Amazing Spider-Man: Worldwide Vol. 2 – Scorpio Rising

Amazing Spider-Man: Worldwide Vol. 2 – Scorpio Rising
Alternative editions:
Amazing Spider-Man Worldwide Scorpio Rising review
Alternative editions:
  • UK publisher / ISBN: Marvel - 978-1-84653-736-3
  • North American Publisher / ISBN: Marvel - 978-0-7851-9943-4
  • Volume No.: 2
  • Release date: 2016
  • UPC: 9780785199434
  • Contains adult content?: no
  • Does this pass the Bechdel test?: no
  • Positive minority portrayal?: yes
  • CATEGORIES: Superhero

Worldwide volume one saw Dan Slott exploring how Peter Parker is stepping up from being the almost guy he’s been in the past to his current position running Parker Industries, a globally successful firm.

The company has premises in key cities across the world, several of which are visited here, but it’s in China that most time is spent. There’s also a familiar villain back in Shanghai, causing considerable disruption, and, as Matteo Buffagni’s sample pages show, he’s corrupted Cloak and Dagger. That’s an interesting plot, but it doesn’t approach the best here. From the earliest days Spider-Man the comic has thrived on soap opera style sub-plots. For decades these have primarily been a concentration on Peter Parker’s misfortunes, but Slott’s been eroding that, and with Parker now running a global concern Slott’s either dispensed with the idea or setting him up for one almighty collapse. The soap opera aspects have transferred to the supporting cast, each of whom has a characteristic or concern of note. Particularly clever is Dr Wu, a grumpy medical research genius.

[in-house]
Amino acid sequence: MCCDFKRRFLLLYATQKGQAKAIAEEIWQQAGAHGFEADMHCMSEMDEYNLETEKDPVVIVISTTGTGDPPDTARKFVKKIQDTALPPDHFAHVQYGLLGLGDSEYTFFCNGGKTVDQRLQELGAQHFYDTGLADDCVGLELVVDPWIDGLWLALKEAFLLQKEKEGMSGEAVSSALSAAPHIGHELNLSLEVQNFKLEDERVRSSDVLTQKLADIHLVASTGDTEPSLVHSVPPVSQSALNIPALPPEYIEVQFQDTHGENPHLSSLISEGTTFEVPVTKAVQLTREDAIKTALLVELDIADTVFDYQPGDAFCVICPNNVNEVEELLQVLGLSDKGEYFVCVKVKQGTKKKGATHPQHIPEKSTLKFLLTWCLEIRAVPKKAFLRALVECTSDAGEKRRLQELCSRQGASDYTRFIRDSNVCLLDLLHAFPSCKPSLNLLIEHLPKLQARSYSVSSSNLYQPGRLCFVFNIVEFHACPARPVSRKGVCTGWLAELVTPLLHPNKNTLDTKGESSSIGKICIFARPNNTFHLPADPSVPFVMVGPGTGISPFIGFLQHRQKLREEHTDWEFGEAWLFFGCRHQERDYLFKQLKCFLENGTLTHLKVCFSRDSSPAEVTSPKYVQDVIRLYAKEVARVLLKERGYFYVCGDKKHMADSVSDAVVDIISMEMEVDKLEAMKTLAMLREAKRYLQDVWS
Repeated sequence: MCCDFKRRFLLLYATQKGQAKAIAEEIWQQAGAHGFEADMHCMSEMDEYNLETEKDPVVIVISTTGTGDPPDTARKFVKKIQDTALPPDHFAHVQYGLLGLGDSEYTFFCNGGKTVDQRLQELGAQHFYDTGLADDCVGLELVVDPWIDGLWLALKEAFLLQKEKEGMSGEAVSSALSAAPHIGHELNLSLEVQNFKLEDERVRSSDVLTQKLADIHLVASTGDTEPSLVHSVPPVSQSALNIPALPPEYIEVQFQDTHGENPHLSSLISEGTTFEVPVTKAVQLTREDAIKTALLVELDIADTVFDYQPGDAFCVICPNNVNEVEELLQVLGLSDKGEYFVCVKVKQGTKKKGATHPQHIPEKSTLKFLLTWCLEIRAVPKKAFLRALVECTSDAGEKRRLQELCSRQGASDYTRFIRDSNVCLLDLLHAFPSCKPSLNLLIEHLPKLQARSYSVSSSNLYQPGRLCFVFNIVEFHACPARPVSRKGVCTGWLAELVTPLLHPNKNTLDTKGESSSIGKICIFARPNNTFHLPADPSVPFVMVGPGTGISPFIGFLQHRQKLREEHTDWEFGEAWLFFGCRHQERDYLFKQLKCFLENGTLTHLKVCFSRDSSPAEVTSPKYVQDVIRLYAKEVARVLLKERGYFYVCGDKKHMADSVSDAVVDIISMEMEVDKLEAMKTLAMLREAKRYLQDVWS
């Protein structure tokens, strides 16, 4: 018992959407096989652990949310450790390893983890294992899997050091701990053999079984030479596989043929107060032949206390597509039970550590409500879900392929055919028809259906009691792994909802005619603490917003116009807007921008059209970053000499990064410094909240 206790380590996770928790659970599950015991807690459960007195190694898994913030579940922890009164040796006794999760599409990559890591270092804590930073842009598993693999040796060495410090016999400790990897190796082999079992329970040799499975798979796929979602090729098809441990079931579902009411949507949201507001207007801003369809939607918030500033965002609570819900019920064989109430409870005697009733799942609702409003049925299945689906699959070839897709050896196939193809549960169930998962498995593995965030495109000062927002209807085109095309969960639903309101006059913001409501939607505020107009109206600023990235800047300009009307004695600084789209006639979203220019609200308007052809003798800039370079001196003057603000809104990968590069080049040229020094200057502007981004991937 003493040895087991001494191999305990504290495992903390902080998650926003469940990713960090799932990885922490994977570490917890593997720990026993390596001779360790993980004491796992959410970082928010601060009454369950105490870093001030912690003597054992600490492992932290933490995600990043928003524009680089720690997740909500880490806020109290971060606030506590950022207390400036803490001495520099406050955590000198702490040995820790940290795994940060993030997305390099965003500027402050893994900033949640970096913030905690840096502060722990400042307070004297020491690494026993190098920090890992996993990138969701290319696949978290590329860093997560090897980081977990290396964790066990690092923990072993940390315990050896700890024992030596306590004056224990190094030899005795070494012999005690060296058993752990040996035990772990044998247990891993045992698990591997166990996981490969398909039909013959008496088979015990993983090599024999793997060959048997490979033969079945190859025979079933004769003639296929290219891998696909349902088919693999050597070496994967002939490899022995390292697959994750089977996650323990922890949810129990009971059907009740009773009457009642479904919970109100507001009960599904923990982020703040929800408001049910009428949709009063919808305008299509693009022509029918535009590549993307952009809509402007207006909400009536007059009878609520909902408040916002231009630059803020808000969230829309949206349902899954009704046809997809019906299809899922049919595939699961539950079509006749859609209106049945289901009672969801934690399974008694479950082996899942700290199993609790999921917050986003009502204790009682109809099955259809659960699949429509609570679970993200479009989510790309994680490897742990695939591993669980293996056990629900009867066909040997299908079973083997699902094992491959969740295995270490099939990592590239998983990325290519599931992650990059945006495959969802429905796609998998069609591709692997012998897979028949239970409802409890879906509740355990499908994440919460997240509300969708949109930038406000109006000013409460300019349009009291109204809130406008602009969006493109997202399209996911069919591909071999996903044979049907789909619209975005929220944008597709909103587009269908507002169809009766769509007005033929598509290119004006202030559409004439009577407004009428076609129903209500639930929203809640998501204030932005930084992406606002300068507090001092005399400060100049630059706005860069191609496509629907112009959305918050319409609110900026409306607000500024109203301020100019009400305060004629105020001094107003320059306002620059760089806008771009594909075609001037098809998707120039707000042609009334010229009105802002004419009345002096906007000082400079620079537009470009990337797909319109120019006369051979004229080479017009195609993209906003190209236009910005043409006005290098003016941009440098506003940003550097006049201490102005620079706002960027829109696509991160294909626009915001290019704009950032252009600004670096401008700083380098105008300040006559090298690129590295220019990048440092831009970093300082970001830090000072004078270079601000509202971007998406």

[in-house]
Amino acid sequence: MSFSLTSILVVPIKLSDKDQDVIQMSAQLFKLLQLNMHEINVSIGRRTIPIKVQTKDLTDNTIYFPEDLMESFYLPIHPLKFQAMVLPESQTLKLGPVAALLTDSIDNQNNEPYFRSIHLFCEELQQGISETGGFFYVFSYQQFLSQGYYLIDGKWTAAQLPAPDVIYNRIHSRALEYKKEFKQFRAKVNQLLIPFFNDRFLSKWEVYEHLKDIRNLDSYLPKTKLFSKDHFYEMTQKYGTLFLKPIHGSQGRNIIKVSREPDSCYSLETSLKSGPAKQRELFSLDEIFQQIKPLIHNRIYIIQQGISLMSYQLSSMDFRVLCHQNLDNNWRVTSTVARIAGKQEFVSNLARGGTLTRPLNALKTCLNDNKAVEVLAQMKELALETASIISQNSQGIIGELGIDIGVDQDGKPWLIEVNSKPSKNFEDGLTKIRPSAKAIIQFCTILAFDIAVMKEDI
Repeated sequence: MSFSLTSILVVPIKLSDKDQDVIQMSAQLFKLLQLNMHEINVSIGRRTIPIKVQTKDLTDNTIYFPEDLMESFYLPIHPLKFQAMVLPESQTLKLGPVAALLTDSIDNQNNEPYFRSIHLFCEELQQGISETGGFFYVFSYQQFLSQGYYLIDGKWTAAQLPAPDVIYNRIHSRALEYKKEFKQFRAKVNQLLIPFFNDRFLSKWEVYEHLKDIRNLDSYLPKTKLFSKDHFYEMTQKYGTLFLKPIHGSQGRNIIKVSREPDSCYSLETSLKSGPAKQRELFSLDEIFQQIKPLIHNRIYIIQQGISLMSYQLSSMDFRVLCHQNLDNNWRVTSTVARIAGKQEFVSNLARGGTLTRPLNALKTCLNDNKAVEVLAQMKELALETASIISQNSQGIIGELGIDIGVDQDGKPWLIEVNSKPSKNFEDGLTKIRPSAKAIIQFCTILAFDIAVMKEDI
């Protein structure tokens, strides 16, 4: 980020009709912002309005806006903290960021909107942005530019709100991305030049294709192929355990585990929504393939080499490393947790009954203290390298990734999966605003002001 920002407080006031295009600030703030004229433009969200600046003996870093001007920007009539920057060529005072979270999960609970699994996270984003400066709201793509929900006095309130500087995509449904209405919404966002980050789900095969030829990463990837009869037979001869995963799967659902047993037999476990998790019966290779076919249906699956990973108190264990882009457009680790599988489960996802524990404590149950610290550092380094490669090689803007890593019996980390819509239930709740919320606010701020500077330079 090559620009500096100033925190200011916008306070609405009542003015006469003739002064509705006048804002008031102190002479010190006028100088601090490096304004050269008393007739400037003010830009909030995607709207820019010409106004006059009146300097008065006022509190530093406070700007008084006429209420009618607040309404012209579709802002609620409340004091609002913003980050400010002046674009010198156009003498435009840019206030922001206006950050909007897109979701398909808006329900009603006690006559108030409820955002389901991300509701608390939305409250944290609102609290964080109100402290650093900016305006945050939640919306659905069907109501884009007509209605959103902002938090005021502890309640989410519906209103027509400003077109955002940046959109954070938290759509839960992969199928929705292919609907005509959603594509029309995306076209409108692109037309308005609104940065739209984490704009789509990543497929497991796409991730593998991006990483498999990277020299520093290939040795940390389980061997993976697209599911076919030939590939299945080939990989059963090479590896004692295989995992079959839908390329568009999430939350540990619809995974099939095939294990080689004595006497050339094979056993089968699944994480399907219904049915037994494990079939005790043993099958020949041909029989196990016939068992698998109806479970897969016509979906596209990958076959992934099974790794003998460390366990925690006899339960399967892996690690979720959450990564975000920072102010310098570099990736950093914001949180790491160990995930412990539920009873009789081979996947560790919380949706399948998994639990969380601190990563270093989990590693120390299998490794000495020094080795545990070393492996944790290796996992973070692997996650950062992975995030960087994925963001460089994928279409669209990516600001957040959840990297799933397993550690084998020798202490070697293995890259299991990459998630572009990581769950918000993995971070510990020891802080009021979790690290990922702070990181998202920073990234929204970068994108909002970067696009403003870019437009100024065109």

Buffagni’s art is polished and fits in extremely well alongside the work of first string penciller Giuseppe Camuncoli who returns later in the book. Both are excellent storytellers, and both are capable of teasing out the maximum excitement from any given scenario.

In the first book Zodiac were pretty much the basicĀ  industry standard crime cartel. Better costumes than AIM, but less pep than Hydra on a good day, so pretty dull for the most part. The final revelations in that book indicated something a little more fascinating, and that begins to come to fruition here, firstly as their methodology is explained. That leads to a nail biting rush as Zodiac appear to hold all the cards. It’s not essential to appreciate the story, but Slott throws in many little details, including references to the past, and these supply little extra bumps of joy in what’s already a frenetic page turner.

There has been some online talk that Slott has spent long enough on Spider-Man. What is wrong with some people? Before Dead No More is next.